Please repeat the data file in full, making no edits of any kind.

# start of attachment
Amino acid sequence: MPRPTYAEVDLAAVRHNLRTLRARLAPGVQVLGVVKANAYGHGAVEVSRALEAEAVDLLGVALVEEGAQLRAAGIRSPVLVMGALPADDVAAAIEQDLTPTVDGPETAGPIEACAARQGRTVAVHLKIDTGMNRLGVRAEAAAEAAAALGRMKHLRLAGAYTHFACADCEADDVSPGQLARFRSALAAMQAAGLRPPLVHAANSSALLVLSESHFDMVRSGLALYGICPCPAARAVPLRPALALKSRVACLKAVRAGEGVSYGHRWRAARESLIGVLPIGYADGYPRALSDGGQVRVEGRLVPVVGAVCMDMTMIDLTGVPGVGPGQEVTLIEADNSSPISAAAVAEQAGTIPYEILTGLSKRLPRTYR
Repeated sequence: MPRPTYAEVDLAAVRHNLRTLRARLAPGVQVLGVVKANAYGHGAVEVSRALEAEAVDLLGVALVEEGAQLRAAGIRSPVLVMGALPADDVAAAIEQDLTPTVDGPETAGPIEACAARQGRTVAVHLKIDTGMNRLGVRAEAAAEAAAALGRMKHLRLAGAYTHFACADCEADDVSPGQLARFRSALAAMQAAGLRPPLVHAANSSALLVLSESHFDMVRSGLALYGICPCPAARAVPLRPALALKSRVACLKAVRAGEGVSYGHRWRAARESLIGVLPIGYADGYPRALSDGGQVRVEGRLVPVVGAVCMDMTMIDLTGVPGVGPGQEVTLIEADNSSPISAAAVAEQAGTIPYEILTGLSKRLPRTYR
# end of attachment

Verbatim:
Amino acid sequence: MPRPTYAEVDLAAVRHNLRTLRARLAPGVQVLGVVKANAYGHGAVEVSRALEAEAVDLLGVALVEEGAQLRAAGIRSPVLVMGALPADDVAAAIEQDLTPTVDGPETAGPIEACAARQGRTVAVHLKIDTGMNRLGVRAEAAAEAAAALGRMKHLRLAGAYTHFACADCEADDVSPGQLARFRSALAAMQAAGLRPPLVHAANSSALLVLSESHFDMVRSGLALYGICPCPAARAVPLRPALALKSRVACLKAVRAGEGVSYGHRWRAARESLIGVLPIGYADGYPRALSDGGQVRVEGRLVPVVGAVCMDMTMIDLTGVPGVGPGQEVTLIEADNSSPISAAAVAEQAGTIPYEILTGLSKRLPRTYR
Repeated sequence: MPRPTYAEVDLAAVRHNLRTLRARLAPGVQVLGVVKANAYGHGAVEVSRALEAEAVDLLGVALVEEGAQLRAAGIRSPVLVMGALPADDVAAAIEQDLTPTVDGPETAGPIEACAARQGRTVAVHLKIDTGMNRLGVRAEAAAEAAAALGRMKHLRLAGAYTHFACADCEADDVSPGQLARFRSALAAMQAAGLRPPLVHAANSSALLVLSESHFDMVRSGLALYGICPCPAARAVPLRPALALKSRVACLKAVRAGEGVSYGHRWRAARESLIGVLPIGYADGYPRALSDGGQVRVEGRLVPVVGAVCMDMTMIDLTGVPGVGPGQEVTLIEADNSSPISAAAVAEQAGTIPYEILTGLSKRLPRTYR